Wednesday, June 19, 2019

Bean Counters Say Another Billion Dollar Budget Baby Being Born In Permian Oil Boom, Plus: Names To Replace Sen. Pinto Go To Guv, And Our Vintage ABQ Contest Winners 

Put another billion on the pile--or more. That's the latest financial forecast from Santa Fe for the next budget year that starts July 1. No surprise here. We've been pounding the table over the Permian Basin oil boom, saying state lawmakers need to prepare not for a bust but for a continued boom and decide how to use all that money to solve the generational problems that haunt the state. A dreary reminder of that came this week when New Mexico again landed at last in the nation in the child well-being rankings.

As for oil, the bean counters at the Legislative Finance Committee are counting on this scenario:

West Texas intermediate oil prices, which run slightly higher than New Mexico prices, fell another $5 per barrel earlier this month, to $53 per barrel. Current revenue forecasts for the state assume an average annual New Mexico price of $49.50 per barrel for the budget year that ends June 30 and $52 per barrel for the FY20 fiscal year.

Oil closed at $53.90 Tuesday so the state is right in the sweet spot as it nears the 2020 fiscal year in which the general fund is budgeted at $7 billion. With another billion or more in surplus an $8 billion budget could soon be in the cards. Can they spend it effectively? That's the billion dollar question.

Back on that Kids Count report showing us in the cellar in child-well being, Allen Sanchez, CEO of CHI St. Joseph's Children (CHI) took a lot of heat when he said "institutional racism" is one reason the state is so far behind in providing for its children. But his view will garner further attention because of the latest report:

The annual Kids Count report from the Annie E. Casey Foundation found that 18% of the nation’s children live in poverty, down from the Great Recession. But the same advances weren’t seen in the Southwest, where many children are Native Americans, Latinos and immigrants who have long faced disadvantages. "The nation’s racial inequities remain deep, systemic and stubbornly persistent,” said the annual Kids Count report from the Annie E. Casey Foundation.

The widespread poverty and lagging education among Native American and rural Hispanics is especially troublesome. Bring that down and the state starts climbing in the standings.

Speaking of Indian Country, let's check in on the search for a replacement for the late state senator and Navajo code talker John Pinto who passed this month at the age of 94. Here's our Navajo Gator with an update:

Joe, two very divergent candidates emerged from McKinley and San Juan counties this week as possible successors for the vacant seat. McKinley County forwarded only one candidate to the governor for her consideration--former county commissioner Carol Bowman-Muskett, a McKinley county native. The San Juan county commission also voted to send just one candidate--former county commissioner Wallace Charley, a San Juan County native and a former NM state rep from long ago. Both are Navajo.

Muskett is from the small Navajo community of Mexican Springs. Her family has served in various local chapter leadership roles. Charley recently lost his bid for a second term to a former commissioner and teacher--GloJean Todachene.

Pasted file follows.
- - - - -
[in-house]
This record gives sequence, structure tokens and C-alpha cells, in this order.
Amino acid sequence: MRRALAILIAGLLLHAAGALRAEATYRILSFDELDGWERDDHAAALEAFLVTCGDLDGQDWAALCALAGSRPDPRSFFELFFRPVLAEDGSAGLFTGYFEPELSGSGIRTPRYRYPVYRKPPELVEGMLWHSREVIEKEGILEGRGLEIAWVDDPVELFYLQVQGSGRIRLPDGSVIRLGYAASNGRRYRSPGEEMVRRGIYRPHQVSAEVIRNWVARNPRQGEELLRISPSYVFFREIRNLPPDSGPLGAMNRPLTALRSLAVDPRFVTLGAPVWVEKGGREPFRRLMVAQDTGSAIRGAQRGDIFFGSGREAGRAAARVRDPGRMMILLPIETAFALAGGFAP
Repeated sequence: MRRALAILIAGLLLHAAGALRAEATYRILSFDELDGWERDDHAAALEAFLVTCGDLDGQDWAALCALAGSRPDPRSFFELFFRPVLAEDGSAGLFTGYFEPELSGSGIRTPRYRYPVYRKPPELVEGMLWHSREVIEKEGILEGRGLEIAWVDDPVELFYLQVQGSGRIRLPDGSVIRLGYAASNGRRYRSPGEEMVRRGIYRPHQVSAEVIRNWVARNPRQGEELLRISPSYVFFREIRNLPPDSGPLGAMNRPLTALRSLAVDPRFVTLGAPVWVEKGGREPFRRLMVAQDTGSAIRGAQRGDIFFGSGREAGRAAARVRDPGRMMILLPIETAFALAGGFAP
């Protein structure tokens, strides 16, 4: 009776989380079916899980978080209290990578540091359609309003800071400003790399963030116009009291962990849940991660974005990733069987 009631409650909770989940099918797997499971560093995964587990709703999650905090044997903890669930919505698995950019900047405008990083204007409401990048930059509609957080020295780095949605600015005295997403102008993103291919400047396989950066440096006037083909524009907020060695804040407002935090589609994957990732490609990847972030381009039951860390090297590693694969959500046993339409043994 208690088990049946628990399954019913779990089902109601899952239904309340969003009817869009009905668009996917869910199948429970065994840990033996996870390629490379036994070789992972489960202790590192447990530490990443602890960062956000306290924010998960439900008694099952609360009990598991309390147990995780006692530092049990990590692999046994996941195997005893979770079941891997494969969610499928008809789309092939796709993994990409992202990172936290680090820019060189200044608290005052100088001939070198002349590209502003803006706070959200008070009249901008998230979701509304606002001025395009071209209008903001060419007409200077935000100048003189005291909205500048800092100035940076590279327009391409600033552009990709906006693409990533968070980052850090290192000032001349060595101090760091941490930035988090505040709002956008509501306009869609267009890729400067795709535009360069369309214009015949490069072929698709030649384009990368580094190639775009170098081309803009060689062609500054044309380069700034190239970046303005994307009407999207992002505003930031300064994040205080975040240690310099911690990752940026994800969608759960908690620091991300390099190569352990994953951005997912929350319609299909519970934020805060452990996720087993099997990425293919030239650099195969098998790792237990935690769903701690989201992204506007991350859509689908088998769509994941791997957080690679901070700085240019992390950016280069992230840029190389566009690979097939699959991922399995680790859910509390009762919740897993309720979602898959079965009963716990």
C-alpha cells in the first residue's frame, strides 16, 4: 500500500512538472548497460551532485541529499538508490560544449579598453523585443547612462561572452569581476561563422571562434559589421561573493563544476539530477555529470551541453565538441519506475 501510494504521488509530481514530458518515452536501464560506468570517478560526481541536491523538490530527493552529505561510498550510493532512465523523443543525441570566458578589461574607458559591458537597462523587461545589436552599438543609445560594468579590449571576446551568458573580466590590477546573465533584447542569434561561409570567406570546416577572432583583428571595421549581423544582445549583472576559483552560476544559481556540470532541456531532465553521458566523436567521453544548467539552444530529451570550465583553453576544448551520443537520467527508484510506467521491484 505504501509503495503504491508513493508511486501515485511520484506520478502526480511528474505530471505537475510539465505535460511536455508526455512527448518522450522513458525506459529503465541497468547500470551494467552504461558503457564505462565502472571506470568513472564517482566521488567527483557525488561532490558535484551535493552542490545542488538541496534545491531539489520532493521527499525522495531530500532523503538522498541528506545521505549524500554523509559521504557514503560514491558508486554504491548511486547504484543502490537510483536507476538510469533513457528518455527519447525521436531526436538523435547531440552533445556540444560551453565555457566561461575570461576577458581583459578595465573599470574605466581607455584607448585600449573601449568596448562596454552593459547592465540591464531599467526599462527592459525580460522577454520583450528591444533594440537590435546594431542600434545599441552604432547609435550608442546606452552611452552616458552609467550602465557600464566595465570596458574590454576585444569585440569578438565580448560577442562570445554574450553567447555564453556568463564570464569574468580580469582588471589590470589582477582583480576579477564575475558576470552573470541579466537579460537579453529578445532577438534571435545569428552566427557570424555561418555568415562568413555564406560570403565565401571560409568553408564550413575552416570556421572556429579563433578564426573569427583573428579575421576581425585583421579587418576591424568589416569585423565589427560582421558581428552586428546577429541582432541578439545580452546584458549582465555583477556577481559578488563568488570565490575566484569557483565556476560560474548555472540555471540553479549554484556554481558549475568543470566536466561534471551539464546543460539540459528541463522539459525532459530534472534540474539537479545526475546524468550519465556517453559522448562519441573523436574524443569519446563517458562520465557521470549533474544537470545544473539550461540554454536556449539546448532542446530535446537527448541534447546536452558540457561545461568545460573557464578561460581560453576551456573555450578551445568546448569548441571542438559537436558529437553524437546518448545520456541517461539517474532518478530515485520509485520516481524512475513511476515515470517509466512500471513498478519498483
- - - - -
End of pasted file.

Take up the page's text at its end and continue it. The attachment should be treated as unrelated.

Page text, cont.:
A betting man would take odds on Muskett. She would fit the bill nicely for an appointment from fellow Democrat Lujan Grisham. Muskett voted against county Right to Work legislation and openly opposed county Second Amendment Sanctuary County legislation. She is also vocal in chapter elections, serving her first term as Mexican Springs chapter secretary. 

Whoever gets the appointment can expect a 2020 Dem primary challenge, andthe line could be long. Names circulating are former NM Rep Ray Begaye, his brother former Navajo Nation President Russell Begaye (who lost his bid for a second term as president), current Navajo Nation Chief of Staff Paulson Chaco, Shannon Pinto, the granddaughter of the late senator, and a variety of officials from Navajo chapters and local governments. The district is heavy Dem and the R's would b hard-pressed to take the seat.


The contest for the Vintage ABQ tickets conducted on the Tuesday blog didn't exactly mesh with the readers. It turns out naming the new downtown BernCo government headquarters--whose renovation costs are running 50 percent over the initial estimate--did not unlock the imagination much. We end up owning that, but are going to make up for it  by giving away not just one set of $170 tickets to the Vintage ABQ Grand Tasting Friday night, but two pairs of ticks.

So Isabelle Zamora of ABQ who suggests the name "The Establishment" gets a pair. Can't you just see a giant neon light spelling that out over downtown? And ABQ's Rebecca Leppala also wins a pair of ticks. She suggested that the building be called "The Big SunBern." Okay, it doesn't knock your socks off but when you put the sun in there it gives off a warm New Mexico vibe. As for "Bern," well, taxpayers kinda got burned with that cost overrun and we shouldn't let the politicos forget it.

Education blogger Seth Saavedra came with a good one: "Center for the Bureaucratic Arts." Nice, Seat, but bloggers are not eligible. Besides, don't you owe us lunch or something?

Enjoy the grand tasting ladies, and thanks to all those who took time to respond.

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Tuesday, June 18, 2019